This does NOT mean the child no longer has delays just that the way of describing those delays has changed.

3. Although my son’s development is way behind others there is so much about him that will always be ‘age appropriate’.

For example he started eating solid food at the exact same time as other babies at around six month old. He lost his first tooth at aged 5 and he wears clothes for his chronological age, not his developmental age. His body continues to grow and develop even if his mind and skills are years younger. He will still go through puberty as he grows and he eats just as much as any other child his age.

4. Developmental delay is often unseen and therefore can often be classed as an invisible disability.

This does not make it any less difficult for the child or adult or the carers. If you see a much older child still being supervised in a toilet or not talking when you speak to them please think about the fact they may look ok but they could be struggling to understand or communicate.

5. Milestones are worth celebrating whatever age they happen.

Child development has stages that almost every child goes through regardless of when it happens. A child with developmental delay will go through the same stages just at a different time. For example they learn to sit, then crawl, then stand, then walk. Or they learn to make noise, then babble then the first word. If your five year old is babbling for the first time this is wonderful because at some point they may change that babble to a word. If your four year old can stand unaided then one day soon they may learn to walk.

6. Developmental delay does not define anyone.

Society may put pressure on people to succeed and compete but that does not mean that we have to. Life is not about the destination but about the journey. For some they are just enjoying the journey at a slower pace and that is every bit as wonderful as those who choose to run.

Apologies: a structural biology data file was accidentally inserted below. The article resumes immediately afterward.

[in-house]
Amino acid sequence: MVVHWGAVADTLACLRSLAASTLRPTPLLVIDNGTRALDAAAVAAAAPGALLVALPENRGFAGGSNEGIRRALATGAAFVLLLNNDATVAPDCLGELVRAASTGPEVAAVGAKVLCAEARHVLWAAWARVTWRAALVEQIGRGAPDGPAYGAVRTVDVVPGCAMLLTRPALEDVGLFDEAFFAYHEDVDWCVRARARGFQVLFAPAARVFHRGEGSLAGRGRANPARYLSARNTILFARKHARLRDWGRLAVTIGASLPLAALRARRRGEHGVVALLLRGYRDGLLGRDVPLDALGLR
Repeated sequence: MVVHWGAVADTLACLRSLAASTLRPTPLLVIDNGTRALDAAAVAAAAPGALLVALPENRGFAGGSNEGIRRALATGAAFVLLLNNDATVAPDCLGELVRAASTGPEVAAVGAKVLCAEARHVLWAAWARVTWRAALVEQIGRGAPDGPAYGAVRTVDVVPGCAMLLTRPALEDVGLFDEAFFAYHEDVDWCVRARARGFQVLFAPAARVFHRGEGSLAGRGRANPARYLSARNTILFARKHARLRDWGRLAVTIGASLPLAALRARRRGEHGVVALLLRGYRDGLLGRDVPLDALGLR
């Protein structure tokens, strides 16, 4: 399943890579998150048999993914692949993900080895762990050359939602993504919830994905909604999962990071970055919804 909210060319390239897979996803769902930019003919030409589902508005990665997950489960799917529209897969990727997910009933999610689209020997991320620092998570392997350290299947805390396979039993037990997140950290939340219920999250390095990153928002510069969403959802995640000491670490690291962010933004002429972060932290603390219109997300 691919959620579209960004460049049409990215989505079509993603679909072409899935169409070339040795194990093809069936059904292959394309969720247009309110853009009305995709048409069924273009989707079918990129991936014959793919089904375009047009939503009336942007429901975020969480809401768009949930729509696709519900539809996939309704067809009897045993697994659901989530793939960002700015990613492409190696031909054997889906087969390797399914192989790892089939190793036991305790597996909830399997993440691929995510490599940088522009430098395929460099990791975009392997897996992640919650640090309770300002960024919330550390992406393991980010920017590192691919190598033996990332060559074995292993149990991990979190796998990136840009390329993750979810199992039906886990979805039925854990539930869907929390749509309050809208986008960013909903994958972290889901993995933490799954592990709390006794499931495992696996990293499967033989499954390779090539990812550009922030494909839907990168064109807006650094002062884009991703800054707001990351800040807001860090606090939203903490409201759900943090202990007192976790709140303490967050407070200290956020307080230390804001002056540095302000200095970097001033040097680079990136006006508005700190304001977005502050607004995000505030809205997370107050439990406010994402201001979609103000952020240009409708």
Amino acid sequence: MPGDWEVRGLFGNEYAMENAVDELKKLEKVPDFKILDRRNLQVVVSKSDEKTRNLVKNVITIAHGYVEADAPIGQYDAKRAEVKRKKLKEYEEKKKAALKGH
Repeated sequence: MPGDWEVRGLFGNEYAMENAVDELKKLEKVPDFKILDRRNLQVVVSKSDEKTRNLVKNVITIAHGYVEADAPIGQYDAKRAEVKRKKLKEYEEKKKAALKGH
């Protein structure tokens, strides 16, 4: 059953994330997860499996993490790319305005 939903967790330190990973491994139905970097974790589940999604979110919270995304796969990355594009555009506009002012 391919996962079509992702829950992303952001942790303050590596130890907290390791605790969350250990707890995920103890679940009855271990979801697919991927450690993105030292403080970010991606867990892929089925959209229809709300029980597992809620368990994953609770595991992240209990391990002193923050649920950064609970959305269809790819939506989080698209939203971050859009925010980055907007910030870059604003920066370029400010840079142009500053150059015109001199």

As Martin Luther King Jn says:
“If you can’t fly, then run. If you can’t run, then walk. If you can’t walk, then crawl, but whatever you do you have to keep moving forward.”

That, I can assure you, is what my son is doing. If he can move forward then I can too. However long this journey takes we are enjoying it together.

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The ‘R’ word I dread as a special needs parent

I don’t use the word dread lightly. This word fills me with fear and apprehension. Ever time I hear it is makes me feel physically sick. To hear this word spoken over any person, child or adult, is utterly heartbreaking. Yet parents of special needs children, especially those of children with progressive conditions affecting cognitive development, hear it often.

Regression.

I dread that word. It is a sad word. It signifies loss, going backwards, the lack of ability to do something the person was able to do before. And it is very, very real. And at times it is scary.

Every now and again I get accused of over sharing. Some people feel I video and photograph and talk about my children perhaps more than I should. But one of the reasons I do that is because of this dreaded ‘R’ word. It is because I NEED to remind myself my child was able to do something at some point because today he has no idea about it once again.